We then spent ten minutes trying to get the new card details from her. But the numbers on the card are so small she has to use a magnifying glass to read them and her eyes tend to blur if she concentrates hard for several seconds. And she tires easily.
Eventually we get the details, type them in and … not only does it fail but, after three failed attempts, the card is blocked. Please contact your branch.
Getting a debit card unblocked should be easy. The last time we did it, we called a number, spoke to a real human being, answered a few simple questions to prove we were who we said we were, and they unblocked the card. A few minutes tops.
Not any more. The telephone number took us to an automated switchboard. We had to press this, press that, speak our request clearly so the automated system could work out where to direct our call. And when we found a human we were told that as my mother-in-law was the account holder, she’d have to call them, not us.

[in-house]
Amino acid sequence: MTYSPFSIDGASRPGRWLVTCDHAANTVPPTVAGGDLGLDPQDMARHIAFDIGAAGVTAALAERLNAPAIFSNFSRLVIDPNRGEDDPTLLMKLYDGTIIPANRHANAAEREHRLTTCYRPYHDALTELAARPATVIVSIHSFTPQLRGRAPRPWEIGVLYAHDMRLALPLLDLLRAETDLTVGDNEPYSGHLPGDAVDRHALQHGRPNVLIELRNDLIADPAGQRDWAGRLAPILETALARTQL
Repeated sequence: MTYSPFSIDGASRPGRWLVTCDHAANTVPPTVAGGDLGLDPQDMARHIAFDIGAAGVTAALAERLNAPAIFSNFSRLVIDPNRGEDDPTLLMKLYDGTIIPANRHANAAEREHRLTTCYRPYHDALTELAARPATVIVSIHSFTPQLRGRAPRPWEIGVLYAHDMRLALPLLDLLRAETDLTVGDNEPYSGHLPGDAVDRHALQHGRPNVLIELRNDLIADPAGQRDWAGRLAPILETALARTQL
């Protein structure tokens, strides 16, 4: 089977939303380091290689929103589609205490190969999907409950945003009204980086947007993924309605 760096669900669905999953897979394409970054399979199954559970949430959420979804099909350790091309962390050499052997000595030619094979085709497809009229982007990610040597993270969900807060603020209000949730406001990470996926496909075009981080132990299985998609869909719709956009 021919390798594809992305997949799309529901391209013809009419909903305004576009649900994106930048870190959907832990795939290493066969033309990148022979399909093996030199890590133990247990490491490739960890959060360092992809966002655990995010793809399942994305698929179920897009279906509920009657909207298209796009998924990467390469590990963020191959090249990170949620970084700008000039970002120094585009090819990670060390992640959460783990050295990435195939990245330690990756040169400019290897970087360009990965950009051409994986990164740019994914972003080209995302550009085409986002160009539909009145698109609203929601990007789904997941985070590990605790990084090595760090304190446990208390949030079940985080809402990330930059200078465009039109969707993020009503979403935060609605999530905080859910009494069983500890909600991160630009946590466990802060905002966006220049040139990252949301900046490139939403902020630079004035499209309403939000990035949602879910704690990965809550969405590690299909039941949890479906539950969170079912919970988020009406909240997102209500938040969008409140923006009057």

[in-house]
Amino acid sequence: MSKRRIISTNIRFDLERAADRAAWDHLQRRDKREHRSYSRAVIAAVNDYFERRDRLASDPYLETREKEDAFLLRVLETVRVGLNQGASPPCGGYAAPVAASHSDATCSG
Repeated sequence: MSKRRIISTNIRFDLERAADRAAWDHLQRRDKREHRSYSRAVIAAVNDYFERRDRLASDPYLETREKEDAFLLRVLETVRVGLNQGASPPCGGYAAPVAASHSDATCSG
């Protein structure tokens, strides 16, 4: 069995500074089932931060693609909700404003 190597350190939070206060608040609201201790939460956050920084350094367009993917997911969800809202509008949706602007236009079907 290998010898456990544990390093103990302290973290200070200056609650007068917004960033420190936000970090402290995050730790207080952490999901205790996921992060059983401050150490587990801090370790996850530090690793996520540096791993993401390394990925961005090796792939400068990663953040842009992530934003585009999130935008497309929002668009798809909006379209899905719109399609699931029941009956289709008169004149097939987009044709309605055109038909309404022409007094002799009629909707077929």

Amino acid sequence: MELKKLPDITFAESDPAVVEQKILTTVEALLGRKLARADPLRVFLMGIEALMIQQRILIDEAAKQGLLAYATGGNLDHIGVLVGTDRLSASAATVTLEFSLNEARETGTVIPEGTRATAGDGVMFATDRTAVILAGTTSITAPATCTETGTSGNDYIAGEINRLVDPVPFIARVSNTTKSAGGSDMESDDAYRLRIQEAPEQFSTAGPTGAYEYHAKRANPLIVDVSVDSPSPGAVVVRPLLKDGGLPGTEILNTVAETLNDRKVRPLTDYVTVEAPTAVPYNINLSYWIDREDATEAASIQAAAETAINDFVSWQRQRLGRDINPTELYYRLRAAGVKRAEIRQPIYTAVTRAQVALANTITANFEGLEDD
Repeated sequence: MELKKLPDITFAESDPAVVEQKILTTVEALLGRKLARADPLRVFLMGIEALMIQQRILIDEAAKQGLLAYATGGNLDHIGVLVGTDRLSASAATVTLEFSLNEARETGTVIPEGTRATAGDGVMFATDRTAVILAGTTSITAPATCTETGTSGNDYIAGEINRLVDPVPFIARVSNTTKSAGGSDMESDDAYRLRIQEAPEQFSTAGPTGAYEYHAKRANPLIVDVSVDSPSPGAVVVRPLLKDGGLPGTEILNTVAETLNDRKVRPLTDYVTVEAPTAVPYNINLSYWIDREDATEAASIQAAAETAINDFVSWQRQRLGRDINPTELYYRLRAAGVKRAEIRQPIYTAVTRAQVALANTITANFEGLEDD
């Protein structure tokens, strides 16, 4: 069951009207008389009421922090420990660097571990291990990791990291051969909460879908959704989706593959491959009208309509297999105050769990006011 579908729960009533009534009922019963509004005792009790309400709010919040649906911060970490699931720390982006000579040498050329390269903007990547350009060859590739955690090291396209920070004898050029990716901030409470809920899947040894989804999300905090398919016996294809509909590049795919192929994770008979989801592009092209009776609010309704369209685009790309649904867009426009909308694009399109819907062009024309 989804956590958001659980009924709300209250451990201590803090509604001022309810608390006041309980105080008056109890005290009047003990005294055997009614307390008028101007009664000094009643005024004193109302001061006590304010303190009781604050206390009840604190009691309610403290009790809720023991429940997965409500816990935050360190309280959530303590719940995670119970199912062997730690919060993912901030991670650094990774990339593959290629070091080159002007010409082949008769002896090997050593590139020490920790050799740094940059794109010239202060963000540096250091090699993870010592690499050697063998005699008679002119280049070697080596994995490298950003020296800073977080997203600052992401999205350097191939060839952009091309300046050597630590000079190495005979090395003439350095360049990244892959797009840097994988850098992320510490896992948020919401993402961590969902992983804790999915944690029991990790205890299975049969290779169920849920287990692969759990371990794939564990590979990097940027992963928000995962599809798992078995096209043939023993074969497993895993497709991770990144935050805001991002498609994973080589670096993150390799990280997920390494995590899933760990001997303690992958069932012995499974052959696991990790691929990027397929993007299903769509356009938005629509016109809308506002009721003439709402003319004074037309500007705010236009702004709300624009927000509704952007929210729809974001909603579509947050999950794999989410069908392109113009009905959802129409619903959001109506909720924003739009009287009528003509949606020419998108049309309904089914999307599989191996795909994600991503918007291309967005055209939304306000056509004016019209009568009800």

We told them she wouldn’t be able to. She’d argue with the automated switchboard, assuming it was a real person on the other end of the line and refuse to press any button until they answered her question.
Couldn’t they ring her?
They couldn’t. She’d have to go to her branch.
So off she went to her branch the next day and no one there could help. Unblocking debit cards was something done at head office these days. But it was only a simple phone call, they said. For someone young and capable.